The air was laden with bits of white fluff. They floated, opalescent, backlit by the spring sun. They made the shaggy street dogs sneeze, got tangled in uncovered hair, stuck to the gnarly trunks of the towering chinars, and eased weightlessly into the Jhelum. It was late spring in Srinagar and love filled the air, literally. The Russian poplars were mating and had unleashed a blizzard. And it was not just the trees; this was also wedding season in Srinagar. I was in town looking for food and found that in this season food finds you first.
Strolling along the Jhelum I ran into a wedding near Amira Kadal, into a hive of nearly twenty-five men preparing the wazwan—Kashmir’s storied wedding banquet. Junaid Ali was marrying off his daughter and six hundred guests would be fed a twelve-course feast, all meat. This is an inner-city working-class neighbourhood. What does he do to foot this kind of bill? “I’m a driver.”
The scene, framed by the river, was pure theatre. The waza or head chef sat harvesting choice boneless chunks from lamb legs for korma, barking the occasional instruction to his underlings hacking ribs into shape for tabak maaz. Two men sat mincing lamb for waza sheekh. Then there was the gustaba pounding pipeline: eight men, each with a stone mortar and a heavy wooden mallet. Starting with boneless chunks, each man pounded a spice into the meat before passing it on. The last man, breathing a metronomic “shhk shhk shhk”, pounded in lamb fat, turning the mash pink. The end result was glistening oval discs. Later, bubbling in delicate yoghurt gravy, the melting fat would stretch these into enormous orbs.
The sangeet was on in the adjoining tent. The women drummed on the tumbaknari — the Kashmiri dumbek — but the songs, ranging from ‘Man dole re’ to ‘Chikni Chameli’, were all Bollywood. I requested a Kashmiri number and they belted out a song about kongposh (saffron) and badam (almond), both star players in the feast.
In the kitchen tent, a dozen men worked over a raging fire fed by whole logs arranged along a trench. On it simmered enormous brass vats bearing aab gosht, rogan josh, rista, pulao. The only way to regulate the heat was to get the vats on or off the fire, which required careful and intimate choreography. It took two men, each with a free arm wrapped around the other’s shoulder, to hoist a vat onto the fire, where it landed with a crunch and a shower of embers. They had been at it since 8am, it was now 6.30pm and the kitchen was a frenzied blur because the baraat was arriving in an hour. Junaid invited me to stay. I could barely tear myself away, but I had a dinner invitation at the Lalit.
On my way over I got reacquainted with Srinagar. I was visiting after four years and the city showed evidence of someone with imagination: no concertina wires, very few bunkers, no febrile signs screaming “CRPF Ajay! Bharat Mata ki Jai!”, nor the flex hoardings where a jawan pours water into the cupped hands of an old Kashmiri man. This Srinagar was sharp and functional. The streets bore not a speck of trash, making me want to declare my city, Calcutta, a disturbed area. As I got off my efficient radio cab at the Lalit, the evening breeze rustled through the magnificent chinars and the air was perfumed with honeysuckle.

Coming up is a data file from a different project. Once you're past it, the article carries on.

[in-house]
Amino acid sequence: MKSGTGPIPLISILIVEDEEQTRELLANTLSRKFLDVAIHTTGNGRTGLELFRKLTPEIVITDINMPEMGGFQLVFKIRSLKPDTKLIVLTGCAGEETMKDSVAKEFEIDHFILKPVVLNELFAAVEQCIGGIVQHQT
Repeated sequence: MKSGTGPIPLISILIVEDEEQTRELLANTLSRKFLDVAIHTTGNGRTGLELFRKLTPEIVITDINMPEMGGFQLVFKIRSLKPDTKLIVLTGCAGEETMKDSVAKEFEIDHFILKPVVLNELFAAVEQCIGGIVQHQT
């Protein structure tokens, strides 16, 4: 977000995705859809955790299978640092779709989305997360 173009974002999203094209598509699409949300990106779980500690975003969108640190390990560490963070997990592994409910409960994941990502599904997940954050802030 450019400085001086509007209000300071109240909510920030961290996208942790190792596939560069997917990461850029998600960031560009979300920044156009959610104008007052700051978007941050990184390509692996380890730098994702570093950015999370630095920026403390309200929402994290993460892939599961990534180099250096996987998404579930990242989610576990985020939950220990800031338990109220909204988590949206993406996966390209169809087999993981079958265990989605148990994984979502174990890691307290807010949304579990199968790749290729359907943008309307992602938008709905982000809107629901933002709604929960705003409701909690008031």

The Lalit Grand Palace is a marriage of beauty and gravitas. Spectacularly situated on the lap of the Zabarwan hills facing the Dal lake, it hoards a hefty past. Built in 1910 by the Dogra ruler Pratap Singh and passed onto his nephew Hari Singh, the Maharaja of Kashmir in 1947, this palace has been through several avatars. In the mid-90s it had become a glorified guesthouse for senior security officials, parts of it rumoured to be interrogation chambers and incarceration cells.
At the palace’s Durbar Hall, now a restaurant, my chair sat on a 112-year-old carpet. A gift from the Emperor of Persia, this single 50’x30’ piece was hand-woven by Persian prisoners, on which diners blithely dropped naan crumbs. Under Pratap Singh’s stern gaze, I plodded through a terrifyingly ambitious wazwan spread, eating my weight in meat.
The rogan josh was buttery, the gustaba velvety, the korma rich. But the standouts were less familiar: rista haaq — tiny meatballs, bright and toothsome, enmeshed in earthy cooked greens; gucchi yakhni — cottage cheese-stuffed Kashmiri morels in a creamy yoghurt sauce, the mushrooms aromatic and cartilaginous; the cashew garlic chutney — beyond sublime, alone or scooped up with sheermal, a dense spongy bread studded with saffron threads. By the twelfth course, I had wilted and reached for the phirni, a not-too-sweet milk pudding with coarse rice flour. This high-pitched and heavy meal had an exquisitely subtle finale in kahwa, a delicate brew of saffron and green tea poured on almond slivers. The perfect rinse for the grease!
The next morning my host introduced me to his 73-year-old Kashmiri Pandit neighbour. Dr Dhar was sitting in her garden effusive with irises, and the desolation in her limpid blue eyes was striking. I felt I had come to a still mountain lake with dark caves in its depths. She shared her memories of Pandit women lining up in Hari Parbat carrying trays of tahari or yellow rice and red meat curry as offerings to Sharika. She talked about the festival of gaad-bata or fish-rice in the dead of winter, when rice and gaad-nadur — a fiery fish dish prepared with lotus stems, a winter produce — would be placed in the garret for the deity of the house. Then, as if in explanation, she said, “We lived between the seven bridges; now we are scattered across the seven seas.”
We had chatted well into lunchtime. Did I want a taste of her lunch? But, of course. The ensuing meal of peeli paneer and haaq had quiet, confident flavours. The paneer was a delicate creamy rendition, with sweet aromatic notes of fennel and a subtle ginger heat. The haaq, lightly stewed greens with a bit of salt and one red chilli, had an exquisite residual crunch. As I ate, Dr Dhar, her eyes focussed in the middle distance, related the story of her husband’s kidnapping in 1992. Outside, the sky had turned an ominous grey. As I walked back in the drizzle, I noticed that the rain had cleared the air of the love fluff.